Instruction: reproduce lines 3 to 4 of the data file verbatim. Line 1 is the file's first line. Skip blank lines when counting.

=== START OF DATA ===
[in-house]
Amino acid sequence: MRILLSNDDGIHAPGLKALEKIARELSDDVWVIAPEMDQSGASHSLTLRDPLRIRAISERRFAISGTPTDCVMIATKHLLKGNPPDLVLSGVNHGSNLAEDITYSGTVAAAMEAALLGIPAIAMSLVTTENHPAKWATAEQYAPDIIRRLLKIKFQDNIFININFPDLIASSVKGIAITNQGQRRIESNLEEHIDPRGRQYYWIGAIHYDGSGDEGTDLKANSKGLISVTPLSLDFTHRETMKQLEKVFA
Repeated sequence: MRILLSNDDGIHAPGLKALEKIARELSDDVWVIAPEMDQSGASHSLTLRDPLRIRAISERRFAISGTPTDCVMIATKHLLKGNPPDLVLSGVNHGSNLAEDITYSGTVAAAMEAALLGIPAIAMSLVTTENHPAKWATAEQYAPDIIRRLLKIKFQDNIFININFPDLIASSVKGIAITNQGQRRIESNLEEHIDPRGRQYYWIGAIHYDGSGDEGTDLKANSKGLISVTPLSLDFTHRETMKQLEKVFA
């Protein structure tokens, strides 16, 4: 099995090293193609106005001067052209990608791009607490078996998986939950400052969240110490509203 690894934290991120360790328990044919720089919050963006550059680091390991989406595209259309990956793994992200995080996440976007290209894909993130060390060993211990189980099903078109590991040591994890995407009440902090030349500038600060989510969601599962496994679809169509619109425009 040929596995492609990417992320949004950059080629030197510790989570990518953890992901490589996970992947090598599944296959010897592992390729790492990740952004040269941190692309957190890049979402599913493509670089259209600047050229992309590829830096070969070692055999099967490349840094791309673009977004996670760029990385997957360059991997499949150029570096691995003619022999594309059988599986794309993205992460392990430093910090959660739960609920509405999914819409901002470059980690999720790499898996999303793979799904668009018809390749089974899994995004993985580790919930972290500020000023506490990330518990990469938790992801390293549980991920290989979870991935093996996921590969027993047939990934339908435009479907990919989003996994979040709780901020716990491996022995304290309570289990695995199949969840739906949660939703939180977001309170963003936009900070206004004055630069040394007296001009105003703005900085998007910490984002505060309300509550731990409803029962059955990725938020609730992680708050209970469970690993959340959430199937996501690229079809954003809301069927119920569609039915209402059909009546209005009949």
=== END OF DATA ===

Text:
Repeated sequence: MRILLSNDDGIHAPGLKALEKIARELSDDVWVIAPEMDQSGASHSLTLRDPLRIRAISERRFAISGTPTDCVMIATKHLLKGNPPDLVLSGVNHGSNLAEDITYSGTVAAAMEAALLGIPAIAMSLVTTENHPAKWATAEQYAPDIIRRLLKIKFQDNIFININFPDLIASSVKGIAITNQGQRRIESNLEEHIDPRGRQYYWIGAIHYDGSGDEGTDLKANSKGLISVTPLSLDFTHRETMKQLEKVFA
């Protein structure tokens, strides 16, 4: 099995090293193609106005001067052209990608791009607490078996998986939950400052969240110490509203 690894934290991120360790328990044919720089919050963006550059680091390991989406595209259309990956793994992200995080996440976007290209894909993130060390060993211990189980099903078109590991040591994890995407009440902090030349500038600060989510969601599962496994679809169509619109425009 040929596995492609990417992320949004950059080629030197510790989570990518953890992901490589996970992947090598599944296959010897592992390729790492990740952004040269941190692309957190890049979402599913493509670089259209600047050229992309590829830096070969070692055999099967490349840094791309673009977004996670760029990385997957360059991997499949150029570096691995003619022999594309059988599986794309993205992460392990430093910090959660739960609920509405999914819409901002470059980690999720790499898996999303793979799904668009018809390749089974899994995004993985580790919930972290500020000023506490990330518990990469938790992801390293549980991920290989979870991935093996996921590969027993047939990934339908435009479907990919989003996994979040709780901020716990491996022995304290309570289990695995199949969840739906949660939703939180977001309170963003936009900070206004004055630069040394007296001009105003703005900085998007910490984002505060309300509550731990409803029962059955990725938020609730992680708050209970469970690993959340959430199937996501690229079809954003809301069927119920569609039915209402059909009546209005009949």